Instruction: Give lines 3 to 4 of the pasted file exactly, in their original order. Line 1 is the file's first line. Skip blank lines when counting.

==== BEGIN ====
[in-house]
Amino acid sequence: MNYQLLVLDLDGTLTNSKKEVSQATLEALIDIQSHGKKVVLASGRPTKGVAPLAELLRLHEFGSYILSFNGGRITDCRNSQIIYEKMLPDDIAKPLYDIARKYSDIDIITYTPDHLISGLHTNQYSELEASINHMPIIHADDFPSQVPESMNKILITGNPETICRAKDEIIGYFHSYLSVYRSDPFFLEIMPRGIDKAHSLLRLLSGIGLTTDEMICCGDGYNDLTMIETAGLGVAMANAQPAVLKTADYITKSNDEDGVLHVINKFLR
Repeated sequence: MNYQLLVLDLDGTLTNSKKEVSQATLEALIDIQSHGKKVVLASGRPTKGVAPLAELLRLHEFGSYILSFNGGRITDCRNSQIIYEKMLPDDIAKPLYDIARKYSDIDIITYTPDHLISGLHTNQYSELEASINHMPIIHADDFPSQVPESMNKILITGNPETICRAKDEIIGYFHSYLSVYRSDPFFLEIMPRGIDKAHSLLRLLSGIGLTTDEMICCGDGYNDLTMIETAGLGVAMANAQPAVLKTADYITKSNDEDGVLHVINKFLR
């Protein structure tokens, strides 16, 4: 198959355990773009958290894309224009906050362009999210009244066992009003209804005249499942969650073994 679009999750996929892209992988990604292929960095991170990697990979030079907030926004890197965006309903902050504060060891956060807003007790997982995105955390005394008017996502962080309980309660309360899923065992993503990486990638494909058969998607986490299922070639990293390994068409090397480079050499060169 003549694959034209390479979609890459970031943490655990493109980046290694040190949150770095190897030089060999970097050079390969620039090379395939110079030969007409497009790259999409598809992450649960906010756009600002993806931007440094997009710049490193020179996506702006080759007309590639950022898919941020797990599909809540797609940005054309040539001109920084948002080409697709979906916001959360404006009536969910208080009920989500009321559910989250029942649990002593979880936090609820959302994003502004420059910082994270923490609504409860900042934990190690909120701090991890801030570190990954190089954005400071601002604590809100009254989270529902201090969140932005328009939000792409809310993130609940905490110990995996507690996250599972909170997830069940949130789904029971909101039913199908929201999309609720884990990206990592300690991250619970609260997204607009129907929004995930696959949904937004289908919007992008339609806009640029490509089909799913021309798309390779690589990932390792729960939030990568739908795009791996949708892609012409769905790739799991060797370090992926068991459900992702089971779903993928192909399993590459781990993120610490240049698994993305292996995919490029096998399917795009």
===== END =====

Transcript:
Repeated sequence: MNYQLLVLDLDGTLTNSKKEVSQATLEALIDIQSHGKKVVLASGRPTKGVAPLAELLRLHEFGSYILSFNGGRITDCRNSQIIYEKMLPDDIAKPLYDIARKYSDIDIITYTPDHLISGLHTNQYSELEASINHMPIIHADDFPSQVPESMNKILITGNPETICRAKDEIIGYFHSYLSVYRSDPFFLEIMPRGIDKAHSLLRLLSGIGLTTDEMICCGDGYNDLTMIETAGLGVAMANAQPAVLKTADYITKSNDEDGVLHVINKFLR
């Protein structure tokens, strides 16, 4: 198959355990773009958290894309224009906050362009999210009244066992009003209804005249499942969650073994 679009999750996929892209992988990604292929960095991170990697990979030079907030926004890197965006309903902050504060060891956060807003007790997982995105955390005394008017996502962080309980309660309360899923065992993503990486990638494909058969998607986490299922070639990293390994068409090397480079050499060169 003549694959034209390479979609890459970031943490655990493109980046290694040190949150770095190897030089060999970097050079390969620039090379395939110079030969007409497009790259999409598809992450649960906010756009600002993806931007440094997009710049490193020179996506702006080759007309590639950022898919941020797990599909809540797609940005054309040539001109920084948002080409697709979906916001959360404006009536969910208080009920989500009321559910989250029942649990002593979880936090609820959302994003502004420059910082994270923490609504409860900042934990190690909120701090991890801030570190990954190089954005400071601002604590809100009254989270529902201090969140932005328009939000792409809310993130609940905490110990995996507690996250599972909170997830069940949130789904029971909101039913199908929201999309609720884990990206990592300690991250619970609260997204607009129907929004995930696959949904937004289908919007992008339609806009640029490509089909799913021309798309390779690589990932390792729960939030990568739908795009791996949708892609012409769905790739799991060797370090992926068991459900992702089971779903993928192909399993590459781990993120610490240049698994993305292996995919490029096998399917795009």